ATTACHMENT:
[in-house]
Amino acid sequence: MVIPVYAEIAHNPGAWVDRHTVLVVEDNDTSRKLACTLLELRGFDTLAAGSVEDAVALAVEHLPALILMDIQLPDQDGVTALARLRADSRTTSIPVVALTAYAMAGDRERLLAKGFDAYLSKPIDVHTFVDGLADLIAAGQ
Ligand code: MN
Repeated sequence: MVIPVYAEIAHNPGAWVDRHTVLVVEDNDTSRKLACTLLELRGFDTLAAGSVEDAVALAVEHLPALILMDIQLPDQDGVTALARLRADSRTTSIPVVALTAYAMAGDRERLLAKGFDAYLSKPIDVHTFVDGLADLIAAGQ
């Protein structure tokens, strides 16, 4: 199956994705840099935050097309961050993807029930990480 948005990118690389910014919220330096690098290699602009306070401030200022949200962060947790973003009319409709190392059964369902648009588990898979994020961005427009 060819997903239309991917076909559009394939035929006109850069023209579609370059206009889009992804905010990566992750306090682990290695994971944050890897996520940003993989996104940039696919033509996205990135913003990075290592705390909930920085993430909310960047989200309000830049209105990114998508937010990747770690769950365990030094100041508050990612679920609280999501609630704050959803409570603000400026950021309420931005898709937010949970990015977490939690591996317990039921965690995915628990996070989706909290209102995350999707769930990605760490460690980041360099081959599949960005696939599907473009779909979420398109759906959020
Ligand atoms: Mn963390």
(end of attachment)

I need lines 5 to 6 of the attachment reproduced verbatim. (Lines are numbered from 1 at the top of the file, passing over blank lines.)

């Protein structure tokens, strides 16, 4: 199956994705840099935050097309961050993807029930990480 948005990118690389910014919220330096690098290699602009306070401030200022949200962060947790973003009319409709190392059964369902648009588990898979994020961005427009 060819997903239309991917076909559009394939035929006109850069023209579609370059206009889009992804905010990566992750306090682990290695994971944050890897996520940003993989996104940039696919033509996205990135913003990075290592705390909930920085993430909310960047989200309000830049209105990114998508937010990747770690769950365990030094100041508050990612679920609280999501609630704050959803409570603000400026950021309420931005898709937010949970990015977490939690591996317990039921965690995915628990996070989706909290209102995350999707769930990605760490460690980041360099081959599949960005696939599907473009779909979420398109759906959020
Ligand atoms: Mn963390």